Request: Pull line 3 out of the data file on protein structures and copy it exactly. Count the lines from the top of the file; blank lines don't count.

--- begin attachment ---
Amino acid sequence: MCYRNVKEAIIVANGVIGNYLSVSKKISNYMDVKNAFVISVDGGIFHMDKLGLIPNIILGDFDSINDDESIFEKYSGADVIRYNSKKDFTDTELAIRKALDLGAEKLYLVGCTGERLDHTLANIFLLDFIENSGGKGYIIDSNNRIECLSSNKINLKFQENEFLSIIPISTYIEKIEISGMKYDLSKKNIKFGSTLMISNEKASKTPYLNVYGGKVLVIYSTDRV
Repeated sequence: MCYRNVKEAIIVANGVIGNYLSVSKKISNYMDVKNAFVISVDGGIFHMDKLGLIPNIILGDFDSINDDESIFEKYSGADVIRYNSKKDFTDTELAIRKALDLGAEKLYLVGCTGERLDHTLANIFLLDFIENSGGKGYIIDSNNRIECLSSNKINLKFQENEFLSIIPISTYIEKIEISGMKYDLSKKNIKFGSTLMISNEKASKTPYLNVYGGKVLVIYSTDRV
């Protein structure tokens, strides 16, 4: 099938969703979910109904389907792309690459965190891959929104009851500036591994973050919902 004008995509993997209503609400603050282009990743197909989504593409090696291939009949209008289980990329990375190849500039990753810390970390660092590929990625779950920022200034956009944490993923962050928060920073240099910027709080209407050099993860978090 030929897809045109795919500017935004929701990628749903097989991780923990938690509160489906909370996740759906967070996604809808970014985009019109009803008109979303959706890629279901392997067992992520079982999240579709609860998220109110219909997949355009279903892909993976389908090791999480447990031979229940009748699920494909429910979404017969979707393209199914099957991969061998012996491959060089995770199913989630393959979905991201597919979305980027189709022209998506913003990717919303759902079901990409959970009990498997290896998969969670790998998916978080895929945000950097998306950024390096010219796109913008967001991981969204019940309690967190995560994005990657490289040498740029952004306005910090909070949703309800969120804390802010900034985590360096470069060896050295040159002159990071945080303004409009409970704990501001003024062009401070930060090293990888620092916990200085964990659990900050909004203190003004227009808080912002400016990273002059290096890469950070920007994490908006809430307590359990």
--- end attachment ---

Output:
């Protein structure tokens, strides 16, 4: 099938969703979910109904389907792309690459965190891959929104009851500036591994973050919902 004008995509993997209503609400603050282009990743197909989504593409090696291939009949209008289980990329990375190849500039990753810390970390660092590929990625779950920022200034956009944490993923962050928060920073240099910027709080209407050099993860978090 030929897809045109795919500017935004929701990628749903097989991780923990938690509160489906909370996740759906967070996604809808970014985009019109009803008109979303959706890629279901392997067992992520079982999240579709609860998220109110219909997949355009279903892909993976389908090791999480447990031979229940009748699920494909429910979404017969979707393209199914099957991969061998012996491959060089995770199913989630393959979905991201597919979305980027189709022209998506913003990717919303759902079901990409959970009990498997290896998969969670790998998916978080895929945000950097998306950024390096010219796109913008967001991981969204019940309690967190995560994005990657490289040498740029952004306005910090909070949703309800969120804390802010900034985590360096470069060896050295040159002159990071945080303004409009409970704990501001003024062009401070930060090293990888620092916990200085964990659990900050909004203190003004227009808080912002400016990273002059290096890469950070920007994490908006809430307590359990």